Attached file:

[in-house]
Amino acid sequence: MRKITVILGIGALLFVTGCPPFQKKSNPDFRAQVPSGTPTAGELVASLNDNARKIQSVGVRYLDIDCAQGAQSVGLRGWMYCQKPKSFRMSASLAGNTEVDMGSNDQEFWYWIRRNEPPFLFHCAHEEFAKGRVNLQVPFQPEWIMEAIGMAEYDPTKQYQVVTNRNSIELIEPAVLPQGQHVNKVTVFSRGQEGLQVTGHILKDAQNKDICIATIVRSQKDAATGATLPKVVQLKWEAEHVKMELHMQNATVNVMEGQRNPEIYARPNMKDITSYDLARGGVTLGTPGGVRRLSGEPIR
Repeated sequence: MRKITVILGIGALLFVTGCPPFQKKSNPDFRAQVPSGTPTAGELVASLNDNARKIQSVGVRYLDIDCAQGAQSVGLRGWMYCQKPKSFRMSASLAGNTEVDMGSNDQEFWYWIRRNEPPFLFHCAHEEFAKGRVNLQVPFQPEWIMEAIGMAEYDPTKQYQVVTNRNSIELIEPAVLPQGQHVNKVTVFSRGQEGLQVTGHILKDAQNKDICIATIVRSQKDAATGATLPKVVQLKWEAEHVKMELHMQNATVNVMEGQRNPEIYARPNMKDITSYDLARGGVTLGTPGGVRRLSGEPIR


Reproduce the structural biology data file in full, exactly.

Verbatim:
[in-house]
Amino acid sequence: MRKITVILGIGALLFVTGCPPFQKKSNPDFRAQVPSGTPTAGELVASLNDNARKIQSVGVRYLDIDCAQGAQSVGLRGWMYCQKPKSFRMSASLAGNTEVDMGSNDQEFWYWIRRNEPPFLFHCAHEEFAKGRVNLQVPFQPEWIMEAIGMAEYDPTKQYQVVTNRNSIELIEPAVLPQGQHVNKVTVFSRGQEGLQVTGHILKDAQNKDICIATIVRSQKDAATGATLPKVVQLKWEAEHVKMELHMQNATVNVMEGQRNPEIYARPNMKDITSYDLARGGVTLGTPGGVRRLSGEPIR
Repeated sequence: MRKITVILGIGALLFVTGCPPFQKKSNPDFRAQVPSGTPTAGELVASLNDNARKIQSVGVRYLDIDCAQGAQSVGLRGWMYCQKPKSFRMSASLAGNTEVDMGSNDQEFWYWIRRNEPPFLFHCAHEEFAKGRVNLQVPFQPEWIMEAIGMAEYDPTKQYQVVTNRNSIELIEPAVLPQGQHVNKVTVFSRGQEGLQVTGHILKDAQNKDICIATIVRSQKDAATGATLPKVVQLKWEAEHVKMELHMQNATVNVMEGQRNPEIYARPNMKDITSYDLARGGVTLGTPGGVRRLSGEPIR